Incentives Watch: Weighing Federal New Markets Tax Credit’s Impact at State Level


As the end of the year looms (or the world, if you follow the Mayan calendar), certain tax credits are in danger of expiring if Congress does not act soon to extend them. One of the expired credits is the New Markets Tax Credit.

Congress established The New Markets Tax Credit in 2000. Individual and corporate taxpayers making investments in certain low-income areas may claim the credit, which is equal to 39% of their investment, according to the U.S. Treasury’s Community Development Financial Institutions Fund.

The federal New Markets Tax Credit expired at the end of 2011, but some are hoping to revive it before 2012 draws to a close. As part of its efforts, the New Markets Tax Credit Coalition released an Economic Impact Report last week that “is the first to measure the aggregate economic impact of NMTC investments over the course of the program.”

In particular, the report looks at how many jobs were created, as well as how much tax revenue was generated, as a result of the tax credit program, according to the Coalition’s press release.

The report indicates that credit investments created over 500,000 jobs in low-income communities, while expanding the state and local tax base and generating over $3 billion in state and local taxes.

Numerous communities across the country have been helped by the credit, according to another recently released report entitled The New Markets Tax Credit: At Work In Communities Across America. According to Robert Davenport, President of the National Development Council, the credit is “the most important economic development tool that this country has created in the last half century.” He noted in a recent teleconference that the beauty of the credit program is its flexibility. The credit helps big and small businesses, arts facilities, health care facilities, and more, says Davenport.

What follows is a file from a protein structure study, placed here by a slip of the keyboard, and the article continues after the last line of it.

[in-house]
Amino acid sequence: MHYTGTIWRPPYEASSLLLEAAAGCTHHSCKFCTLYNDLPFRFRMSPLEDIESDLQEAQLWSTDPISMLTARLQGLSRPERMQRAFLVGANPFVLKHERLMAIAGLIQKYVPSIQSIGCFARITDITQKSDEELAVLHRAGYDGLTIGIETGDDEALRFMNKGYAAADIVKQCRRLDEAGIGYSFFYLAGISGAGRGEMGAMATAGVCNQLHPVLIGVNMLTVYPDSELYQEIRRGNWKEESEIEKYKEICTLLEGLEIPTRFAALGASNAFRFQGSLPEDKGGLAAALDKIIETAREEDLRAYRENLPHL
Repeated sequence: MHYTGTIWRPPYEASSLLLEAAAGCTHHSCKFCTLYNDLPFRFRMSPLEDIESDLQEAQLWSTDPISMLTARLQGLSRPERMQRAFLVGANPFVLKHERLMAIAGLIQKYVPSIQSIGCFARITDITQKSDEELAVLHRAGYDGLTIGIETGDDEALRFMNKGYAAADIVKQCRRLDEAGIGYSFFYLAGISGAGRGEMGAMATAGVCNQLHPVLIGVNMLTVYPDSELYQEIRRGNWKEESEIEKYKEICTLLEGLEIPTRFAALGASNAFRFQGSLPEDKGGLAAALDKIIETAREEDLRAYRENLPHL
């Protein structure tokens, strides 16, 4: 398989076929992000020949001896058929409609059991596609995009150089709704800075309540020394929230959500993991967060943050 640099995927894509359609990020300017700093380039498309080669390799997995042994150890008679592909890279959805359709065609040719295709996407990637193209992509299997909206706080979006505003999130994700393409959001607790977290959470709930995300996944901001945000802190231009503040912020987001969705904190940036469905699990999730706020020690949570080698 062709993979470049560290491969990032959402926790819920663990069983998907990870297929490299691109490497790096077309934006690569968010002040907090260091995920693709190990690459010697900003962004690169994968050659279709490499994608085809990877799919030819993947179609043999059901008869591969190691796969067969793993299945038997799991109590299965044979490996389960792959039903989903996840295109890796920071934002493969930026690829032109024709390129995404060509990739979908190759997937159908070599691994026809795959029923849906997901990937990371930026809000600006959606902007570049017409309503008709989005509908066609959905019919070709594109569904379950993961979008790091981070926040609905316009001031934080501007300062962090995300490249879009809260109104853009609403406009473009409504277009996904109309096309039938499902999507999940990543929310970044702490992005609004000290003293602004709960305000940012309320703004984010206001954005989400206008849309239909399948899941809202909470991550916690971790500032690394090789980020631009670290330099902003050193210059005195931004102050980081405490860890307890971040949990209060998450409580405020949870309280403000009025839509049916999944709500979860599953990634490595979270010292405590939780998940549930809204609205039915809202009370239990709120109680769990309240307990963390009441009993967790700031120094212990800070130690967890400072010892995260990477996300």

However, others believe there have been times when the credit was not being used for its intended purpose, according to a Bloomberg Markets Magazinearticle. Investors have used the credit to build luxury hotels, for example, in areas that qualify based on skewed poverty rates, notes the article.

State Programs


One question is whether states should adopt their own New Markets Tax Credit programs; however, with so much money being spent on other state tax incentives already, perhaps the federal tax credit is the more appropriate alternative right now. For more information about the state tax incentives available to various businesses, check out this recent article from The New York Times.

Nonetheless, Alabama recently enacted a new markets tax credit. In addition to the new markets tax credit, there are other tax credits designed to encourage investment in distressed areas. For example, many states, such as Colorado, offer enterprise zone credits to businesses that relocate to a designated enterprise zone and hire new employees there.

The basic difference between enterprise zone credits and the new markets tax credit is that the new markets credit is claimed by third-party investors, whereas the businesses actually located in the enterprise zone claim the enterprise zone credits.

In addition to Alabama, Florida, Illinois, Kentucky, Louisiana, Maine, and Mississippi offer a state new markets tax credit, according to the Bloomberg BNA’s State Tax Portfolios.


In other developments . . .

A long-operating construction company that reincorporated in another state and substantially changed its business model qualified for the empire zone tax credit, the New York Division of Tax Appeals ruled, because the changes made it a new business, according to a Bloomberg BNA Weekly State Tax Reportarticle.

By: Kathleen Caggiano

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